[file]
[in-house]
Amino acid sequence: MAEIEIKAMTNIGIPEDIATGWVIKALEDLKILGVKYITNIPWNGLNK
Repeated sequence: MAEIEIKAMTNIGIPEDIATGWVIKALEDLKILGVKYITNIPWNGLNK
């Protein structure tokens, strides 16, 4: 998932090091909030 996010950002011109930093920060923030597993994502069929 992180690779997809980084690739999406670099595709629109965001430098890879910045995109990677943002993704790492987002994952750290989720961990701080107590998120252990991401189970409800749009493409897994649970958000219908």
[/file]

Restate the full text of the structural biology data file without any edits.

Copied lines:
[in-house]
Amino acid sequence: MAEIEIKAMTNIGIPEDIATGWVIKALEDLKILGVKYITNIPWNGLNK
Repeated sequence: MAEIEIKAMTNIGIPEDIATGWVIKALEDLKILGVKYITNIPWNGLNK
């Protein structure tokens, strides 16, 4: 998932090091909030 996010950002011109930093920060923030597993994502069929 992180690779997809980084690739999406670099595709629109965001430098890879910045995109990677943002993704790492987002994952750290989720961990701080107590998120252990991401189970409800749009493409897994649970958000219908």